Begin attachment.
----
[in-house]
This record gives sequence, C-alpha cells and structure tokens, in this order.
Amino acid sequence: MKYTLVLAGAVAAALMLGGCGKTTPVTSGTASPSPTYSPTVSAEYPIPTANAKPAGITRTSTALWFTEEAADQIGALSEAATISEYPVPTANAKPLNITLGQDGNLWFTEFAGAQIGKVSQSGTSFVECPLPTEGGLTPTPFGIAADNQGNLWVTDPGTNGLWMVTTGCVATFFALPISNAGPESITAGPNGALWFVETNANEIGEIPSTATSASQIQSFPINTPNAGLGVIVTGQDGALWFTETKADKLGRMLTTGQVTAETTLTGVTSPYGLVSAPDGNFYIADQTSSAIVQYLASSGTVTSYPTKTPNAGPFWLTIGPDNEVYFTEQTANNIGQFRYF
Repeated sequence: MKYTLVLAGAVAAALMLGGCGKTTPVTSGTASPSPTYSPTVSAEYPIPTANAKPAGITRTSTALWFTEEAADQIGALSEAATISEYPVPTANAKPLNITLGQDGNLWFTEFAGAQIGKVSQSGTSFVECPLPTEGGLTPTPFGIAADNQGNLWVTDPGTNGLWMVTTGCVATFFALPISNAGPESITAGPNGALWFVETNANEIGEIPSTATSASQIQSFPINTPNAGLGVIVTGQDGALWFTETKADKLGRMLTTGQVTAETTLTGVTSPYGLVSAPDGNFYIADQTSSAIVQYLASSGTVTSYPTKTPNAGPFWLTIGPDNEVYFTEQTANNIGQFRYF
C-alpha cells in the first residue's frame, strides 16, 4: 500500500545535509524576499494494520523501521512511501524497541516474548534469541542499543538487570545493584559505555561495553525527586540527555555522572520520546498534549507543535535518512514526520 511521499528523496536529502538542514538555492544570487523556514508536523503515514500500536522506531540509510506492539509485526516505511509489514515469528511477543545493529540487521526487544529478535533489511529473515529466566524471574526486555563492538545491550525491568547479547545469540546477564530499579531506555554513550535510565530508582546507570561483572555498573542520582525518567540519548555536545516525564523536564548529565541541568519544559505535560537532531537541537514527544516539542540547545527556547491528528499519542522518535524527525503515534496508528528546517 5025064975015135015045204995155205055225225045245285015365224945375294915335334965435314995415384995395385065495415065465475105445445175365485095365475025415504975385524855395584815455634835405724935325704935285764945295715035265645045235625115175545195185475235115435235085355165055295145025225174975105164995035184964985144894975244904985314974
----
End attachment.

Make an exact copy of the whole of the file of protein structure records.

[in-house]
This record gives sequence, C-alpha cells and structure tokens, in this order.
Amino acid sequence: MKYTLVLAGAVAAALMLGGCGKTTPVTSGTASPSPTYSPTVSAEYPIPTANAKPAGITRTSTALWFTEEAADQIGALSEAATISEYPVPTANAKPLNITLGQDGNLWFTEFAGAQIGKVSQSGTSFVECPLPTEGGLTPTPFGIAADNQGNLWVTDPGTNGLWMVTTGCVATFFALPISNAGPESITAGPNGALWFVETNANEIGEIPSTATSASQIQSFPINTPNAGLGVIVTGQDGALWFTETKADKLGRMLTTGQVTAETTLTGVTSPYGLVSAPDGNFYIADQTSSAIVQYLASSGTVTSYPTKTPNAGPFWLTIGPDNEVYFTEQTANNIGQFRYF
Repeated sequence: MKYTLVLAGAVAAALMLGGCGKTTPVTSGTASPSPTYSPTVSAEYPIPTANAKPAGITRTSTALWFTEEAADQIGALSEAATISEYPVPTANAKPLNITLGQDGNLWFTEFAGAQIGKVSQSGTSFVECPLPTEGGLTPTPFGIAADNQGNLWVTDPGTNGLWMVTTGCVATFFALPISNAGPESITAGPNGALWFVETNANEIGEIPSTATSASQIQSFPINTPNAGLGVIVTGQDGALWFTETKADKLGRMLTTGQVTAETTLTGVTSPYGLVSAPDGNFYIADQTSSAIVQYLASSGTVTSYPTKTPNAGPFWLTIGPDNEVYFTEQTANNIGQFRYF
C-alpha cells in the first residue's frame, strides 16, 4: 500500500545535509524576499494494520523501521512511501524497541516474548534469541542499543538487570545493584559505555561495553525527586540527555555522572520520546498534549507543535535518512514526520 511521499528523496536529502538542514538555492544570487523556514508536523503515514500500536522506531540509510506492539509485526516505511509489514515469528511477543545493529540487521526487544529478535533489511529473515529466566524471574526486555563492538545491550525491568547479547545469540546477564530499579531506555554513550535510565530508582546507570561483572555498573542520582525518567540519548555536545516525564523536564548529565541541568519544559505535560537532531537541537514527544516539542540547545527556547491528528499519542522518535524527525503515534496508528528546517 5025064975015135015045204995155205055225225045245285015365224945375294915335334965435314995415384995395385065495415065465475105445445175365485095365475025415504975385524855395584815455634835405724935325704935285764945295715035265645045235625115175545195185475235115435235085355165055295145025225174975105164995035184964985144894975244904985314974